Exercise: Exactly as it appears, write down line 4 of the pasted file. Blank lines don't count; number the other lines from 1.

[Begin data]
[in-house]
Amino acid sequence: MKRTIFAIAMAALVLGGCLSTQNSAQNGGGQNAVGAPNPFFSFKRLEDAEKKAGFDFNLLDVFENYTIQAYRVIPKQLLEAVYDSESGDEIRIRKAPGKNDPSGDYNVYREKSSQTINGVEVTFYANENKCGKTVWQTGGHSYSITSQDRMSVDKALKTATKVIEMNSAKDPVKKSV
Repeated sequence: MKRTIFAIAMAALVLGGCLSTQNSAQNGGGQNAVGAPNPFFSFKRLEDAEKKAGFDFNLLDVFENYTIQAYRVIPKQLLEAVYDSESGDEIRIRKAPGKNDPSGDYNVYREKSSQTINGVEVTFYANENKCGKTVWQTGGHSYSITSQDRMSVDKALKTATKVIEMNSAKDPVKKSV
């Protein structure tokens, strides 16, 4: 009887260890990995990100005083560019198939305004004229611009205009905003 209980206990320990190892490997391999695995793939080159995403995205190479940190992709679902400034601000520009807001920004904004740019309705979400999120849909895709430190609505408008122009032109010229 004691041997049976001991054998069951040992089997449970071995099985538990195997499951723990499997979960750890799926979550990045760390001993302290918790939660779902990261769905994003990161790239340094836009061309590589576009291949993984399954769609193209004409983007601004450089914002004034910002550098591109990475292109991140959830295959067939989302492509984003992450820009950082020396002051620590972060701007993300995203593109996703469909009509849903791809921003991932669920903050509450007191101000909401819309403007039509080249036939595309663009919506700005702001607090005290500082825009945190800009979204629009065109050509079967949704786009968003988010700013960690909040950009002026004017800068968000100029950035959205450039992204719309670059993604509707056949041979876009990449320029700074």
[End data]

């Protein structure tokens, strides 16, 4: 009887260890990995990100005083560019198939305004004229611009205009905003 209980206990320990190892490997391999695995793939080159995403995205190479940190992709679902400034601000520009807001920004904004740019309705979400999120849909895709430190609505408008122009032109010229 004691041997049976001991054998069951040992089997449970071995099985538990195997499951723990499997979960750890799926979550990045760390001993302290918790939660779902990261769905994003990161790239340094836009061309590589576009291949993984399954769609193209004409983007601004450089914002004034910002550098591109990475292109991140959830295959067939989302492509984003992450820009950082020396002051620590972060701007993300995203593109996703469909009509849903791809921003991932669920903050509450007191101000909401819309403007039509080249036939595309663009919506700005702001607090005290500082825009945190800009979204629009065109050509079967949704786009968003988010700013960690909040950009002026004017800068968000100029950035959205450039992204719309670059993604509707056949041979876009990449320029700074």